4. Updates to multivalue fields are more expensive as the size grows. Example: a weighted set of string with many (1000+) elements. Adding an element to the set means an enum store lookup/add and add/sort of the attribute multivalue map - details in attributes. Use a numeric type instead to speed this up - this has no string comparisons.

Feed testing

When testing for feeding capacity:

  1. Use the Java HTTP client in asynchronous mode.
  2. Test using one content node to find its capacity
  3. Test feeding performance by adding feeder instances. Make sure network and CPU (content and container node) usage increases, until saturation.
  4. See troubleshooting at end to make sure there are no errors
Other scenarios: Feed testing for capacity for sustained load in a system in steady state, during state changes, during query load.

Troubleshooting

Find a non-exhaustive list of things to check below:

Metrics

Use metrics from content nodes and look at queues - queue wait time and queue size (all metrics in milliseconds):

vds.filestor.alldisks.averagequeuewait.sum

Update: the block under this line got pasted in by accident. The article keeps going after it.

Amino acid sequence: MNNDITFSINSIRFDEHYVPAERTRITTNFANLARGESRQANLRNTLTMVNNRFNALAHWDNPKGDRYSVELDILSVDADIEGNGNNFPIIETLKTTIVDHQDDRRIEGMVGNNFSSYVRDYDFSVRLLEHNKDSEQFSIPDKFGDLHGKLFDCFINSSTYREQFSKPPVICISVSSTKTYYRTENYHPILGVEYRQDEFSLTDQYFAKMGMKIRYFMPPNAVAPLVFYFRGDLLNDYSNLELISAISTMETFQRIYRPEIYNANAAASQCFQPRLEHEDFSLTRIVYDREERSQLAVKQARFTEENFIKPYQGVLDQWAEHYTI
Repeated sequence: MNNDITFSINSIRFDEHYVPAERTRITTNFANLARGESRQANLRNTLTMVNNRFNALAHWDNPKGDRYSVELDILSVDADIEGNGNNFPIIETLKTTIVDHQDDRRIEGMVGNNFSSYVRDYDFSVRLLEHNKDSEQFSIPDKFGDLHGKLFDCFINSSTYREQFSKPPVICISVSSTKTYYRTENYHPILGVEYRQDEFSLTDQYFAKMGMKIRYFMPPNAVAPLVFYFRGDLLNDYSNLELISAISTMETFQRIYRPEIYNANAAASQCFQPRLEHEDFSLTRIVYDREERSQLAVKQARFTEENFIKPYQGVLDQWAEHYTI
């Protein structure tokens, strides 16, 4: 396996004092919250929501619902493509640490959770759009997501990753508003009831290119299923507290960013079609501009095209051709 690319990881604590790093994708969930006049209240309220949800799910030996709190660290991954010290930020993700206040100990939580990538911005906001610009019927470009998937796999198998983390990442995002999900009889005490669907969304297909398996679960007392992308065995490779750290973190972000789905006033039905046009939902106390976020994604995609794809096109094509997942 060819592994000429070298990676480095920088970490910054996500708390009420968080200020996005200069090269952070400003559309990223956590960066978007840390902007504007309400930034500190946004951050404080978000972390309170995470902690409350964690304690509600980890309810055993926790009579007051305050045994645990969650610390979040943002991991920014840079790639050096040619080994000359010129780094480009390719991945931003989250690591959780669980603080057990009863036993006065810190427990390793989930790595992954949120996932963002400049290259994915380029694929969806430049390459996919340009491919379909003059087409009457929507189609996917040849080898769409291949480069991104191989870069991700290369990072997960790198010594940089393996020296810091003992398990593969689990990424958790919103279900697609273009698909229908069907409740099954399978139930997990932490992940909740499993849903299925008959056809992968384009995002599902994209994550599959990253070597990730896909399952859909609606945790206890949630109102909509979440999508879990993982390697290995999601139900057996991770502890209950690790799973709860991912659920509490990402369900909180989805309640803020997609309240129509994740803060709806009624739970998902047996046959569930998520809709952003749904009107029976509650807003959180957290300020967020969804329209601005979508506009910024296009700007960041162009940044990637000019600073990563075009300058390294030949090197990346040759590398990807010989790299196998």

vds.filestor.alldisks.queuesize
Check content node metrics across all nodes to see if there are any outliers. Also check
vds.filestor.alldisks.allthreads.update.sum.latency

Failure rates

vds.distributor.updates.sum.latency
vds.distributor.updates.sum.ok
vds.distributor.updates.sum.failures.total
vds.distributor.puts.sum.latency
vds.distributor.puts.sum.ok
vds.distributor.puts.sum.failures.total
vds.distributor.removes.sum.latency
vds.distributor.removes.sum.ok
vds.distributor.removes.sum.failures.total

Blocked feeding

Should be 0 everywhere - refer to feed block:

content.proton.resource_usage.feeding_blocked

Concurrent mutations

vds.distributor.updates.sum.failures.concurrent_mutations
Mutating client operations towards a given document ID are sequenced on the distributors. If an operation is already active towards a document, a subsequently arriving one will be bounced back to the client with a transient failure code. Usually this happens when users send feed from multiple clients concurrently without synchronisation. Note that feed operations sent by a single client are sequenced client-side, so this should not be observed with a single client only. Bounced operations are never sent on to the backends and should not cause elevated latencies there, although the client will observe higher latencies due to automatic retries with back-off.

Wrong distribution

vds.distributor.updates.sum.failures.wrongdistributor
Indicates that clients keep sending to the wrong distributor. Normally this happens infrequently (but is does happen on client startup or distributor state transitions), as clients update and cache all state required to route directly to the correct distributor (Vespa uses a deterministic CRUSH-based algorithmic distribution). Some potential reasons for this:
  1. Clients are being constantly re-created with no cached state.